Unix101 Lesson 3

Concepts we covered

  • Aliases: these are shortcuts you can define to call often-used commands.
    • For example, let's assume you want to create an alias for printing "sausages"
    • Enter the following on the comand line: alias ilike="echo sausages"
    • This means that everytime you enter "ilike" the following command is carried out instead: "echo sausages". Try it!
  • User permissions: We played around with the chmod command to define who can access a file or directory. For example:
    • chmod a+x filename would give everyone ("a" means all) executable permissions
    • chmod u-x filename would remove executable permissions from the currrently logged in user ("u" means user).
    • Here is a tutorial on chmod: http://catcode.com/teachmod/ Read it up to "chmod shortcuts".
  • Redirecting text output:
    • To create a new text file containing the output of a command do the following:
      • Example: to put the output from "ls" into a file called "directory.txt" enter this: "ls > directory.txt". Try it!
    • This will overwrite the contents of the text file each time. To attach a text to the end of a file without overwriting it, use ">>" instead.
      • Example: to put the output from running the fortune command into "fortunes.txt" three times in a row, enter this: "fortune >> fortunes.txt". Do it three times, then check the contents of "fortune.txt" with the nano or cat commands.
  • Special arguments to scripts:
    • $1, $2, $3 etc. are special variables when used in a script. They are used to access arguments you pass to the script. For example:
      • A script called fruits.sh is run with 2 arguments: ./fruits.sh apples oranges
      • Then $1=apples and $2=oranges and can be accessed from within the script.
    • Here is a nice summary (which you need to read to be able to do your homework): http://osr507doc.sco.com/en/OSUserG/_Passing_to_shell_script.html
  • The "IF" statement
    • We created a very simple script that gave an output dependent on what was passed as an argument to the script.
    • Take a look at numbers.sh in /home/wrede/unix/unix103. Copy it to your homedirectory and play around with it. Especially important is the "exit" command in this script.
    • Here is a good tutorial: http://www.linuxtutorialblog.com/post/tutorial-conditions-in-bash-scripting-if-statements
    • Read the tutorial up to (but not including) "2. Double Bracket Syntax"


  • Try out the following aliases by entering them on the command line:

            alias la=’/bin/ls -lah –color=auto’

            alias ll=’ls -lh’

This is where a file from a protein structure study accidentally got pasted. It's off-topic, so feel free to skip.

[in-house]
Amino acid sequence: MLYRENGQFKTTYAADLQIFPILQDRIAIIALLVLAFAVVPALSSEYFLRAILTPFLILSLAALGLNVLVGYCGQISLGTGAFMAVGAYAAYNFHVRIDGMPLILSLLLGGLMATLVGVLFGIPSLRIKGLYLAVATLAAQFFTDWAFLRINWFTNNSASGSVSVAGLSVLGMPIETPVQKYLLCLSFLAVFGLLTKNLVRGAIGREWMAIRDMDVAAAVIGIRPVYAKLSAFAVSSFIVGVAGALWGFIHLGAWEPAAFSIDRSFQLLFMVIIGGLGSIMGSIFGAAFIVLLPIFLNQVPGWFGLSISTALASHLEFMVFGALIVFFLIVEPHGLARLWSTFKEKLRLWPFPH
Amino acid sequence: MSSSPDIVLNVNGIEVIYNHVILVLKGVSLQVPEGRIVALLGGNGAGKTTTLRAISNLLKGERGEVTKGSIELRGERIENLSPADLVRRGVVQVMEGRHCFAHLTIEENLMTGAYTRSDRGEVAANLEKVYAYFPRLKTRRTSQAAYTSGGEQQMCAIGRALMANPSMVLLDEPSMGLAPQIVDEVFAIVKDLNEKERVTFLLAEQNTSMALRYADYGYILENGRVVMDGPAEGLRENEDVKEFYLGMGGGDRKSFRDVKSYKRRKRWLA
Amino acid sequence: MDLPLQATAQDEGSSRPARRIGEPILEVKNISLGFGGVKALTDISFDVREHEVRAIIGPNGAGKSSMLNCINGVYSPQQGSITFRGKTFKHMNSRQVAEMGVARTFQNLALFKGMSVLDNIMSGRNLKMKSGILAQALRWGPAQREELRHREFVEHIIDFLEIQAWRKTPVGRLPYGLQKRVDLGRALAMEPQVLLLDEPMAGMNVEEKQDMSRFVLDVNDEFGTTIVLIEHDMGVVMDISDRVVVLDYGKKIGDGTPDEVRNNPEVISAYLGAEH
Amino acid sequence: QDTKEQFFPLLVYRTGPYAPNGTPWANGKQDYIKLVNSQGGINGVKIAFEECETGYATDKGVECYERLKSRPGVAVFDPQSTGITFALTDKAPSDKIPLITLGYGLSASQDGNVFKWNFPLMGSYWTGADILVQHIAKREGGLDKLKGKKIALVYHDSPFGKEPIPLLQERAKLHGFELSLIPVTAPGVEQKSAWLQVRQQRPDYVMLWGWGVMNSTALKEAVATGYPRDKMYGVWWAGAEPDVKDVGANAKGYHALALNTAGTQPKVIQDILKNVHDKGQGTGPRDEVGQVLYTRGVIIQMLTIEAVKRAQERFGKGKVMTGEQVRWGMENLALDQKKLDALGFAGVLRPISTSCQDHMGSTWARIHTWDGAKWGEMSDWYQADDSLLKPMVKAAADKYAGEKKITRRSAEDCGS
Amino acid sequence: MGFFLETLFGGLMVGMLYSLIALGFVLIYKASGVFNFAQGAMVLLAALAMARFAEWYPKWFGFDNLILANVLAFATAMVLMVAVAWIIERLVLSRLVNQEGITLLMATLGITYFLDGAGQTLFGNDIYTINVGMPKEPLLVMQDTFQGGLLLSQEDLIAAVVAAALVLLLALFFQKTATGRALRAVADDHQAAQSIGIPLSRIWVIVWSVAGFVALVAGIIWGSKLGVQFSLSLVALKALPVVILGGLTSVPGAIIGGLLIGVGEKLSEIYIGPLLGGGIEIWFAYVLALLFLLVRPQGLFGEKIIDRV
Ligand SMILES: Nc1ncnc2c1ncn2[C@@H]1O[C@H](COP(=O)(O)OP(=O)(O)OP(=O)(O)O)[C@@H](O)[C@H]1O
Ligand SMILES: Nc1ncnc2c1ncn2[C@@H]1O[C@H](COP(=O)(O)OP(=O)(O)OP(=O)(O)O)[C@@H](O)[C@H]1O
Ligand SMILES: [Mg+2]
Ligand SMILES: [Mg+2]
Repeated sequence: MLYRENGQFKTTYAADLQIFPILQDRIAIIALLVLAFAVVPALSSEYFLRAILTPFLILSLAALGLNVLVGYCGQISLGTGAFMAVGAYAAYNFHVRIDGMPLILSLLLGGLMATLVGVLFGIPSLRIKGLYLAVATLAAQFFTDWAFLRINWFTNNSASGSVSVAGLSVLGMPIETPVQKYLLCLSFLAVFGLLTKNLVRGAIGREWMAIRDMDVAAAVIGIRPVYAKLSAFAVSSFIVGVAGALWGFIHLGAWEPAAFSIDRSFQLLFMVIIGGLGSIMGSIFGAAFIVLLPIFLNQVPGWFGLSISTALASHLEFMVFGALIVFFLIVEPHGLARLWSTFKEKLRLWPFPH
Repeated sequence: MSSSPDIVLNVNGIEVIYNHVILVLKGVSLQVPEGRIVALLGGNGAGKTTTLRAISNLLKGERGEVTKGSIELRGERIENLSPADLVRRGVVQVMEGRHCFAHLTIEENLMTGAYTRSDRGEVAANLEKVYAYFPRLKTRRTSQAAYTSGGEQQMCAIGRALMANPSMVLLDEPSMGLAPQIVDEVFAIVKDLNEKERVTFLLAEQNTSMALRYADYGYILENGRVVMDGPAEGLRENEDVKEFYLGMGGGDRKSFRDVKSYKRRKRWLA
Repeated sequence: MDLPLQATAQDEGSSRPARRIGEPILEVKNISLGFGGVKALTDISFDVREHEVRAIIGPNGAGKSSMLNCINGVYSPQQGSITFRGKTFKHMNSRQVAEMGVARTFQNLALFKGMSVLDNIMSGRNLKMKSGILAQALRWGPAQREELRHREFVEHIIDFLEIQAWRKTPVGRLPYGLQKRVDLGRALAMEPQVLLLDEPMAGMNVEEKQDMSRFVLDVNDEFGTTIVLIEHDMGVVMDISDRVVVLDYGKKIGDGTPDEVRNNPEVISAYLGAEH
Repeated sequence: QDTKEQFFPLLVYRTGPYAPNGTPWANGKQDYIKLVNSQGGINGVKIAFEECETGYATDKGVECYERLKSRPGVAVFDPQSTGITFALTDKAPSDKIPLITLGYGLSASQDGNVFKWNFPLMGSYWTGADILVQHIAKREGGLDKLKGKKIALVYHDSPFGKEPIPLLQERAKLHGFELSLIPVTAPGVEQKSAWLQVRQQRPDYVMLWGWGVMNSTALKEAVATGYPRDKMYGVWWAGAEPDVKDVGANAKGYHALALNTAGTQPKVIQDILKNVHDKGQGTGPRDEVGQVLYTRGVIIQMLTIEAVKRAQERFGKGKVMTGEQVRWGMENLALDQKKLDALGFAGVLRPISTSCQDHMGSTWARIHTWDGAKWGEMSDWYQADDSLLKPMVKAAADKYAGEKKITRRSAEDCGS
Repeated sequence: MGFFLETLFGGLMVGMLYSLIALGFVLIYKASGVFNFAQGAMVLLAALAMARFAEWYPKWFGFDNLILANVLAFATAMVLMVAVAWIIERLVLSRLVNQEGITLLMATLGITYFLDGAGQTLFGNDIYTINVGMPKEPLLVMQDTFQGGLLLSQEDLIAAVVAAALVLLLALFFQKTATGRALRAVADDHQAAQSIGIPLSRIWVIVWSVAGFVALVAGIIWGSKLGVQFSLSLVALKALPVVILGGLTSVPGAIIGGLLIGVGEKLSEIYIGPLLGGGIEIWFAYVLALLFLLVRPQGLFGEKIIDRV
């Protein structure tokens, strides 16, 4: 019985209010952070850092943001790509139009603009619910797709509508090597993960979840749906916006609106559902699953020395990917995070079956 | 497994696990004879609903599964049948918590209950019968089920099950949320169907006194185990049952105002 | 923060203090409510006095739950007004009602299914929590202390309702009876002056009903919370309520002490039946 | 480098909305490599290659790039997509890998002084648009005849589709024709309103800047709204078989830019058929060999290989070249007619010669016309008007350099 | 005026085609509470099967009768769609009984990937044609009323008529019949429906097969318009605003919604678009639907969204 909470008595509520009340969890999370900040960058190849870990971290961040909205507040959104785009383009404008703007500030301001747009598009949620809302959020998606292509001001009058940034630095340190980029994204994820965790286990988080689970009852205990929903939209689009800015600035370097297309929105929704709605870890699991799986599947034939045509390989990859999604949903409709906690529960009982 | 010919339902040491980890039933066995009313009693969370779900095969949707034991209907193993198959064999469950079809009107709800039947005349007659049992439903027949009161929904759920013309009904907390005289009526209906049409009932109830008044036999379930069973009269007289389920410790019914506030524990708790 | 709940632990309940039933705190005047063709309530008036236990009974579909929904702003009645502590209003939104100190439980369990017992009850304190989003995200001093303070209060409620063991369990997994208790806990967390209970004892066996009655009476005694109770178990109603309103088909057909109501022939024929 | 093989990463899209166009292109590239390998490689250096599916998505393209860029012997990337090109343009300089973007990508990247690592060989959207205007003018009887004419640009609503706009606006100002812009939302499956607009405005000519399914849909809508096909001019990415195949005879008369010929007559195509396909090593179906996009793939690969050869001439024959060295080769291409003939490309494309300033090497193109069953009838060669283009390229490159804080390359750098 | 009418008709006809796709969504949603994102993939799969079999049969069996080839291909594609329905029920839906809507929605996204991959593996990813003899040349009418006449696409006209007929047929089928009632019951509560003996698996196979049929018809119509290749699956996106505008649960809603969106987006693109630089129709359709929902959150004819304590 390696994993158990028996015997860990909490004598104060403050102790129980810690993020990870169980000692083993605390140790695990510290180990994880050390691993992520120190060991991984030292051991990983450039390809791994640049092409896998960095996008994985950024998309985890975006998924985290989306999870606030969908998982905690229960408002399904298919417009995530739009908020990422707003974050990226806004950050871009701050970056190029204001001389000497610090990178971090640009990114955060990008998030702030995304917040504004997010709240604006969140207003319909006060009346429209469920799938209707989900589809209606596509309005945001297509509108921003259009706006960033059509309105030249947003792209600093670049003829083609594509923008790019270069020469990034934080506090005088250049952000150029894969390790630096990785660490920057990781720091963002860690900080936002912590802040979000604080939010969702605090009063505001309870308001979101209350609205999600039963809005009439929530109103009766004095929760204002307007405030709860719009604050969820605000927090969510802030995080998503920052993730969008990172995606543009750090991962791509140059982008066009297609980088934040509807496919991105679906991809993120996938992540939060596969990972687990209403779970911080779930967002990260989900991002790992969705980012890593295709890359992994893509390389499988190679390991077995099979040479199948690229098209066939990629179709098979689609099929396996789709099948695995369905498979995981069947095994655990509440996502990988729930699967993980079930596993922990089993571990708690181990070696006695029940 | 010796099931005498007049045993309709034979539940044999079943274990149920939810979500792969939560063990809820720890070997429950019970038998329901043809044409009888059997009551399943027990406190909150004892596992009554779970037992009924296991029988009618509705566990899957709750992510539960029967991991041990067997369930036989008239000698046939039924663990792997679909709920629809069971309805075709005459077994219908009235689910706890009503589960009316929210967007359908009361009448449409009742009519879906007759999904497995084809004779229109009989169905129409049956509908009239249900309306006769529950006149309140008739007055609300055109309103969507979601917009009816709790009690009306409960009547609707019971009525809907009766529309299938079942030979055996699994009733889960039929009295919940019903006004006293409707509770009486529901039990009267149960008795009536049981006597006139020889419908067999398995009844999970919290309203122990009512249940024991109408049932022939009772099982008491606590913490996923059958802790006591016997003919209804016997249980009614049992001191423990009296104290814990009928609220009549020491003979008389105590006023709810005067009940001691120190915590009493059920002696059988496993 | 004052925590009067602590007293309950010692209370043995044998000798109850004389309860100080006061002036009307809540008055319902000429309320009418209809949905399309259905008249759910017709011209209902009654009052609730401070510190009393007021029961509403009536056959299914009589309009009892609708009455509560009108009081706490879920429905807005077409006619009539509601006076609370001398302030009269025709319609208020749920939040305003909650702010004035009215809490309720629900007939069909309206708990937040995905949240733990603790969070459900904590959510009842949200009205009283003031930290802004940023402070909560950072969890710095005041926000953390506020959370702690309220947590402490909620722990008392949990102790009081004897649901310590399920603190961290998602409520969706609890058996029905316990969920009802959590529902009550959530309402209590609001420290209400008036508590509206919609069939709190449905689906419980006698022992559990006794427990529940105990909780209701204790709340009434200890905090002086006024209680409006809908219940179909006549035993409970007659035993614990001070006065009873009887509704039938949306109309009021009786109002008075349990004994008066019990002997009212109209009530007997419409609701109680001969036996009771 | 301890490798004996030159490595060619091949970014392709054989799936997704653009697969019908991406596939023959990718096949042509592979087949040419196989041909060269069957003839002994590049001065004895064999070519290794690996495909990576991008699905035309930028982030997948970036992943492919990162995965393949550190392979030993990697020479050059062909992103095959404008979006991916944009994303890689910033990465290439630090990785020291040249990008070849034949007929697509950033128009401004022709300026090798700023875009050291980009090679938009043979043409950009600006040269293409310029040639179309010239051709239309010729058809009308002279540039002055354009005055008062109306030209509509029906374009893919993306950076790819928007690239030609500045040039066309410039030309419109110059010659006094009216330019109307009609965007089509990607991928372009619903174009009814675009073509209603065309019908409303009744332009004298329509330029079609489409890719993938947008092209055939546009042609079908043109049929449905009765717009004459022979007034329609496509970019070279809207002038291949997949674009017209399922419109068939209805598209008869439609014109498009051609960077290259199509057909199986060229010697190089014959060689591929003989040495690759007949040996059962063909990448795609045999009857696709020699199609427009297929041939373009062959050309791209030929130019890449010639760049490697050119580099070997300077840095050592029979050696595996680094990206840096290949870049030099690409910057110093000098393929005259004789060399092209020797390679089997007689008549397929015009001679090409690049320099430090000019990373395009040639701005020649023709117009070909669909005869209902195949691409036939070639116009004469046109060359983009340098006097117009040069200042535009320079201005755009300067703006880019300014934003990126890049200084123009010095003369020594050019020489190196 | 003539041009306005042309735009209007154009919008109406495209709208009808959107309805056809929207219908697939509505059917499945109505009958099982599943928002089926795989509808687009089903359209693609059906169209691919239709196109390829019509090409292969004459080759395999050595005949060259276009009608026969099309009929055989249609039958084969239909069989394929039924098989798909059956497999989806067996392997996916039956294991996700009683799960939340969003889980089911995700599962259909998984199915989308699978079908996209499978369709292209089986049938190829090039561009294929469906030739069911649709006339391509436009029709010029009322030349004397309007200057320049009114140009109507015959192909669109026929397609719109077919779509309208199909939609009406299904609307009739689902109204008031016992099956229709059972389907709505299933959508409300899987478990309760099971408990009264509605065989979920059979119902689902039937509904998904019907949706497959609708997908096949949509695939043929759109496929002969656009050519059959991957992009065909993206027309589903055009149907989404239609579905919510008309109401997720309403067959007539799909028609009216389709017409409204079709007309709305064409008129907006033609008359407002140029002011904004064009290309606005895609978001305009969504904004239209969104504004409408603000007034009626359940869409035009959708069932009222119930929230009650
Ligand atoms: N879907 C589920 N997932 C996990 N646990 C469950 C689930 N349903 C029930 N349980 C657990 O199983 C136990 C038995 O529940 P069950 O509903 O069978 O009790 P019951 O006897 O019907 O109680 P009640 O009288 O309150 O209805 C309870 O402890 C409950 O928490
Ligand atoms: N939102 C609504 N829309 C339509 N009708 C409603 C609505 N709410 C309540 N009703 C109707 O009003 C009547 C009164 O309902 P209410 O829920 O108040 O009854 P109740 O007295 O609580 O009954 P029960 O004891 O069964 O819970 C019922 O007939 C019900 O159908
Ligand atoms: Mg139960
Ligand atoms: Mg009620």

alias ls=’ls –color=auto’

            alias ..=’cd ..’

            alias …=’cd ../..’

  • Make these aliases permanent by adding them to your bashrc
  • Create a directory called homework103 in your home directory. Use chmod to prevent others from accessing it and stealing your homework! Yes, this happens. All the time.
  • In your new homework directory create a script called "cowmaker.sh" that does the following:
    • It requires two arguments. If it does not get two arguments the script should exit early with an error message.
    • The first argument specifies a filename. The script writes its output into this file.
    • The second argument provides a text string which is put into a cow and then written to a file whose name is given by the first argument. This text must be given in inverted commas, by the way, so that the script recognises it as one argument.
    • Example:
      • Running cowmaker.sh outputfile.txt "I love unix almost as much as the baby jesus"
      • would put the text "I love unix almost as much as the baby jesus" into a text file called outputfile.txt
  • In your new homework directory create a script called "switch.sh" that does the following:
    • The script is given 2 filenames and renames them so that their names are switched. In other words: switch.sh file1 file2 would rename file1 to file2 and vice versa.
    • HINT: this is not as easy as it sounds. You will have to work with a temporary file. The steps are
      1. rename file1 to temp
      2. rename file2 to file1
      3. rename temp to file2
    • The script requires two arguments. If it does not get two arguments the script should exit early with an error message. Also, if both arguments are the same, the script should exit with a different error message.
  • You script cowmaker is dangerous because it can self destruct: if you provided "cowmaker.sh" as the filename then the script would overwrite itself with its own output.
    • Make an improved version of the script called cowmaker2.sh. If you provide this script with a filename that already exists, it should exit with an error message.
    • You can do this using if [ -a filename ] (read the tutorial given above for more info).